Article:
When we want to perform experiments with a large number of subjects we resort to crowdsourcing. For his color naming experiment, Nathan Moroney uses the Web. An alternative approach is to write a smartphone application that periodically prods the owner for data.
Often researchers hide the size of their data. Recently Matthew Killingsworth and Daniel Gilbert have published a paper in which they reveal how much data they were able to collect with a smartphone app. Over an undisclosed time interval, they collected almost 250,000 responses from about 5000 subjects from 83 countries, ranging from 18 to 88 years of age and representing 86 occupations.
One of the worries in crowdsourcing is the amount of disruptive subjects. In the calibrated lunch color naming experiment, this number turned out to be surprisingly low: 4% of the participants. For Killingsworth and Gilbert with their more intrusive and possibly obstreperous method, the data came from 2250 adults (58.8% male, 73.9% residing in the United States, mean age of 34 years). The details are in their paper's supporting online material.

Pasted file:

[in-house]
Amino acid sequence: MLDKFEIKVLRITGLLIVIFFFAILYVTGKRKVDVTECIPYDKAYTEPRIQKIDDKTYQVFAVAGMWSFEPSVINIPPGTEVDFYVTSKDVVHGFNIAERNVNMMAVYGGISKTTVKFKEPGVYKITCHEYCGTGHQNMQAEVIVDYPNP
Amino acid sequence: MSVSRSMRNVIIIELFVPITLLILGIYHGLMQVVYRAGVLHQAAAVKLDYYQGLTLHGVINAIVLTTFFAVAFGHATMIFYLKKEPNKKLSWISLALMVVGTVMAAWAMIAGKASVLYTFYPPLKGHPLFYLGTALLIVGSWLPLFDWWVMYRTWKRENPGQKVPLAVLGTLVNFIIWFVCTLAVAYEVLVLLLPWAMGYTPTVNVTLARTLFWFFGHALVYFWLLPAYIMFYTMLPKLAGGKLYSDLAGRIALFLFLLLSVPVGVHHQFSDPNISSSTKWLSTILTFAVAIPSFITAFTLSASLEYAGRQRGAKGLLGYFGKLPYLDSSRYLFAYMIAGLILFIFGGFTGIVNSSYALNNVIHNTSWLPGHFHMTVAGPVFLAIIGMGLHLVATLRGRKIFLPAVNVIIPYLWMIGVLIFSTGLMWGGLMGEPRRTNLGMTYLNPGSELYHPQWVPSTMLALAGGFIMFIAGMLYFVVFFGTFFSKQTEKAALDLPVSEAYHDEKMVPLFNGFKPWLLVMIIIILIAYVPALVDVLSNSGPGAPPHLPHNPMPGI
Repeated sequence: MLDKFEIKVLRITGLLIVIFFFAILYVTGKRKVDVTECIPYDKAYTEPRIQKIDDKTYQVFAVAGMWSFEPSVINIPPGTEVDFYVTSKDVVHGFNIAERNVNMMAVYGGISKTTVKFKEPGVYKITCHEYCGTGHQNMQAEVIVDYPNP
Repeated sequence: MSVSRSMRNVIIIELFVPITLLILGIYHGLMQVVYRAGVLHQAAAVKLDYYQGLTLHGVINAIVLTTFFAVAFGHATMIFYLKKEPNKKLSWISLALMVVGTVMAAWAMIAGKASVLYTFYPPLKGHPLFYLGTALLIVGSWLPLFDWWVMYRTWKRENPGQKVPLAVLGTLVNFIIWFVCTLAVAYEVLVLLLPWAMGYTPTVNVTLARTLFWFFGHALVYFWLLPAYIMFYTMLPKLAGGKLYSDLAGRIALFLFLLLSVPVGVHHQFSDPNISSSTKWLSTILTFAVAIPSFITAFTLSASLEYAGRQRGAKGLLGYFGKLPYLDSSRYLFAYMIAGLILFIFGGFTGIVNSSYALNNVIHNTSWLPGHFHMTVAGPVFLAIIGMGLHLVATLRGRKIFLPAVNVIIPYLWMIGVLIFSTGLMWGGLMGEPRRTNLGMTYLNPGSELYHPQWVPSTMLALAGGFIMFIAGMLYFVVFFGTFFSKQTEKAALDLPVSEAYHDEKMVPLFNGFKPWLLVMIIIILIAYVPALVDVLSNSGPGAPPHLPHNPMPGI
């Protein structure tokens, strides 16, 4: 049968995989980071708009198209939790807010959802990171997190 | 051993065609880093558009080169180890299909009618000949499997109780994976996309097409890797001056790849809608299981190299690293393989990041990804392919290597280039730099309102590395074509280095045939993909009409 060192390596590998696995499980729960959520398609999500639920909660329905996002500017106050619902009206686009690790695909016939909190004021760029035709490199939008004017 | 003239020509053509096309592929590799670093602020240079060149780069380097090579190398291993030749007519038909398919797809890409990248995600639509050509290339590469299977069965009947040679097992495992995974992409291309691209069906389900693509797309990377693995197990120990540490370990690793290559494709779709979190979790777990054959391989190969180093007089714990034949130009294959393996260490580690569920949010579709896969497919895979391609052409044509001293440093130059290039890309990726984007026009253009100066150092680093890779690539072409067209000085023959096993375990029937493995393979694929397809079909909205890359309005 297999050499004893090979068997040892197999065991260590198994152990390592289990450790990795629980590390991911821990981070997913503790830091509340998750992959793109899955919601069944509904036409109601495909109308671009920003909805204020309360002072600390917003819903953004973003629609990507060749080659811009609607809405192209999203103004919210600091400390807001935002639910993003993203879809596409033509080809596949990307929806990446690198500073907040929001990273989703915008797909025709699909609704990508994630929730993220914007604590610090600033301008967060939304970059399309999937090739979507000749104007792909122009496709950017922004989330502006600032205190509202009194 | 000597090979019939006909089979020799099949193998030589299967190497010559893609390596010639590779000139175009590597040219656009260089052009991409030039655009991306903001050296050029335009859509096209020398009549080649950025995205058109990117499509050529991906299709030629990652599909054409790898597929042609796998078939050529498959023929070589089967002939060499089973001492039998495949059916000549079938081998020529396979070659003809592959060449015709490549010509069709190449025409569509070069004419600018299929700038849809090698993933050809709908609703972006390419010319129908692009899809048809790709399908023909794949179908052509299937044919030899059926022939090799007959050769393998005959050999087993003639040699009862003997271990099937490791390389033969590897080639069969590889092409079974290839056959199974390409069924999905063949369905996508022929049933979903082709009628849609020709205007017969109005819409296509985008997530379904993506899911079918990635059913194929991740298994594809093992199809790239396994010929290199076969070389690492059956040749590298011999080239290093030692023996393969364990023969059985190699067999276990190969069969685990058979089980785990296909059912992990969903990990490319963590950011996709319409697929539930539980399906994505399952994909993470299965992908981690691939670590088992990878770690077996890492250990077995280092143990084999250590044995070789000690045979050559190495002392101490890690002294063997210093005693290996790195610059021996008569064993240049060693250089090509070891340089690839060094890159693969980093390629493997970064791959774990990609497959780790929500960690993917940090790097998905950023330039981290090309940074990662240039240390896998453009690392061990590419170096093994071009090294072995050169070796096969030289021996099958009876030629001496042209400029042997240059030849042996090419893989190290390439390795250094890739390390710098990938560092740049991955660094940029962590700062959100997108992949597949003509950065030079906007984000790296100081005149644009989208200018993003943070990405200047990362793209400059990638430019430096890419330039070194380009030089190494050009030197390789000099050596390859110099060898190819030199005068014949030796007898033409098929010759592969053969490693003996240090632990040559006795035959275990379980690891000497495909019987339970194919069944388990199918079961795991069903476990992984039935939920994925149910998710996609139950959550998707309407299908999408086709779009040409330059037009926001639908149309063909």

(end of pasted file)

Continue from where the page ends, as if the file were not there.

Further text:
By the way, the topic of their research are not color terms but stimulus-independent thought, also known as mind wandering. The outliers in their data are the subjects who were making love when the application woke up to poll them about their happiness status. This is also an unexpected response, as we would think a very happy person would not answer the phone during such an activity…
You can find the paper here: Science 12 November 2010: Vol. 330 no. 6006 p. 932